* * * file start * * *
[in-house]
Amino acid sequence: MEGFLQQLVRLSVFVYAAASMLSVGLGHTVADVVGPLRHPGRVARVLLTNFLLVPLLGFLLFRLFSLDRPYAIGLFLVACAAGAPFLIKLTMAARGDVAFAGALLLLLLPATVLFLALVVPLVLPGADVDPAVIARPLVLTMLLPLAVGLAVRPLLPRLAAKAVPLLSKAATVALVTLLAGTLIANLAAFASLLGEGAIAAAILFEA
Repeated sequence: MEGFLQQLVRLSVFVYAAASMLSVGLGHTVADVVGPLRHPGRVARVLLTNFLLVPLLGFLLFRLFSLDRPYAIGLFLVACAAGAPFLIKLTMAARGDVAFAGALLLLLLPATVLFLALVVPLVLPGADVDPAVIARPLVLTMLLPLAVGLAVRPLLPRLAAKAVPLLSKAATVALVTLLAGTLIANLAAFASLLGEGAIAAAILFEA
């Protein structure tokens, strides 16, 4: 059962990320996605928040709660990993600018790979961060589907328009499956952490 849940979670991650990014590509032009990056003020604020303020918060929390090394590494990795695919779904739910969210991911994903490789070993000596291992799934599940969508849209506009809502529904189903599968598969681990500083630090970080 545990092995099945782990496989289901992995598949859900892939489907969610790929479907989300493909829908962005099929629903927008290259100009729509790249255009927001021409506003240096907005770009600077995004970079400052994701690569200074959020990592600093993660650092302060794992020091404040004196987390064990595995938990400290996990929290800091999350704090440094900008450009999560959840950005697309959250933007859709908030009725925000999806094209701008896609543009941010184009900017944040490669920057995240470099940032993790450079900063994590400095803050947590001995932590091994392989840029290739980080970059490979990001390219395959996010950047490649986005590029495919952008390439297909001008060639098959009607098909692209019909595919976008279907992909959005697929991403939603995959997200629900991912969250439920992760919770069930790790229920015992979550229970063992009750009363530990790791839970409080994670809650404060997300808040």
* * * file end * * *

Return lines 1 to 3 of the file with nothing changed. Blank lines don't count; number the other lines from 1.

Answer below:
[in-house]
Amino acid sequence: MEGFLQQLVRLSVFVYAAASMLSVGLGHTVADVVGPLRHPGRVARVLLTNFLLVPLLGFLLFRLFSLDRPYAIGLFLVACAAGAPFLIKLTMAARGDVAFAGALLLLLLPATVLFLALVVPLVLPGADVDPAVIARPLVLTMLLPLAVGLAVRPLLPRLAAKAVPLLSKAATVALVTLLAGTLIANLAAFASLLGEGAIAAAILFEA
Repeated sequence: MEGFLQQLVRLSVFVYAAASMLSVGLGHTVADVVGPLRHPGRVARVLLTNFLLVPLLGFLLFRLFSLDRPYAIGLFLVACAAGAPFLIKLTMAARGDVAFAGALLLLLLPATVLFLALVVPLVLPGADVDPAVIARPLVLTMLLPLAVGLAVRPLLPRLAAKAVPLLSKAATVALVTLLAGTLIANLAAFASLLGEGAIAAAILFEA